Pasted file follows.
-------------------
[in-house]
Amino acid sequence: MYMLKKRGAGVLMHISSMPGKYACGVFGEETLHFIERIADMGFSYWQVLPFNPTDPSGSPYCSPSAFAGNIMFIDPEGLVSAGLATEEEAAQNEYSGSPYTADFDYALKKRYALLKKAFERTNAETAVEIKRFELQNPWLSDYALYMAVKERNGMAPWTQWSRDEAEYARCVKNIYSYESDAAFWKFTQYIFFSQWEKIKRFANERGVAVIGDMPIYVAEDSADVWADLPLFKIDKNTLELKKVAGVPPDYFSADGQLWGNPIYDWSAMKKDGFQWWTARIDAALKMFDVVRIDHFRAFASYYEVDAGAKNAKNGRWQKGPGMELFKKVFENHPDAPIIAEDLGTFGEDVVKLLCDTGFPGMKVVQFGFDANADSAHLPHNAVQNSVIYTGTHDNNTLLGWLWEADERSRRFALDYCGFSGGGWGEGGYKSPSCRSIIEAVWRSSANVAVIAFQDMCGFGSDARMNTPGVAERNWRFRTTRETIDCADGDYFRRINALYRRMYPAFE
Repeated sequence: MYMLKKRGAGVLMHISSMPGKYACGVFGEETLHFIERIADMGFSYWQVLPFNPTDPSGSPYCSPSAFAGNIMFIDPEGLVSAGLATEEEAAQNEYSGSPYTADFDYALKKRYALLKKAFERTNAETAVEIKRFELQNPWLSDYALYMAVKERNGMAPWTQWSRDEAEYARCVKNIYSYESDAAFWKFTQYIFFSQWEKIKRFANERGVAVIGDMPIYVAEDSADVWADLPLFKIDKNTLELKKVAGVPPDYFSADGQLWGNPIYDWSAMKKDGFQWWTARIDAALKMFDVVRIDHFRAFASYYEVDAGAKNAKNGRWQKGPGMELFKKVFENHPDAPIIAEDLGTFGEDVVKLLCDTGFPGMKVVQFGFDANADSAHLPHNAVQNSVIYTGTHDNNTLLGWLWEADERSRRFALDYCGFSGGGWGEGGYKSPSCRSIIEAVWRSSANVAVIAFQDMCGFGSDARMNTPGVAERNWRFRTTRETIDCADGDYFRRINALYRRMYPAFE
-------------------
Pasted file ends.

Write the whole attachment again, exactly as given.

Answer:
[in-house]
Amino acid sequence: MYMLKKRGAGVLMHISSMPGKYACGVFGEETLHFIERIADMGFSYWQVLPFNPTDPSGSPYCSPSAFAGNIMFIDPEGLVSAGLATEEEAAQNEYSGSPYTADFDYALKKRYALLKKAFERTNAETAVEIKRFELQNPWLSDYALYMAVKERNGMAPWTQWSRDEAEYARCVKNIYSYESDAAFWKFTQYIFFSQWEKIKRFANERGVAVIGDMPIYVAEDSADVWADLPLFKIDKNTLELKKVAGVPPDYFSADGQLWGNPIYDWSAMKKDGFQWWTARIDAALKMFDVVRIDHFRAFASYYEVDAGAKNAKNGRWQKGPGMELFKKVFENHPDAPIIAEDLGTFGEDVVKLLCDTGFPGMKVVQFGFDANADSAHLPHNAVQNSVIYTGTHDNNTLLGWLWEADERSRRFALDYCGFSGGGWGEGGYKSPSCRSIIEAVWRSSANVAVIAFQDMCGFGSDARMNTPGVAERNWRFRTTRETIDCADGDYFRRINALYRRMYPAFE
Repeated sequence: MYMLKKRGAGVLMHISSMPGKYACGVFGEETLHFIERIADMGFSYWQVLPFNPTDPSGSPYCSPSAFAGNIMFIDPEGLVSAGLATEEEAAQNEYSGSPYTADFDYALKKRYALLKKAFERTNAETAVEIKRFELQNPWLSDYALYMAVKERNGMAPWTQWSRDEAEYARCVKNIYSYESDAAFWKFTQYIFFSQWEKIKRFANERGVAVIGDMPIYVAEDSADVWADLPLFKIDKNTLELKKVAGVPPDYFSADGQLWGNPIYDWSAMKKDGFQWWTARIDAALKMFDVVRIDHFRAFASYYEVDAGAKNAKNGRWQKGPGMELFKKVFENHPDAPIIAEDLGTFGEDVVKLLCDTGFPGMKVVQFGFDANADSAHLPHNAVQNSVIYTGTHDNNTLLGWLWEADERSRRFALDYCGFSGGGWGEGGYKSPSCRSIIEAVWRSSANVAVIAFQDMCGFGSDARMNTPGVAERNWRFRTTRETIDCADGDYFRRINALYRRMYPAFE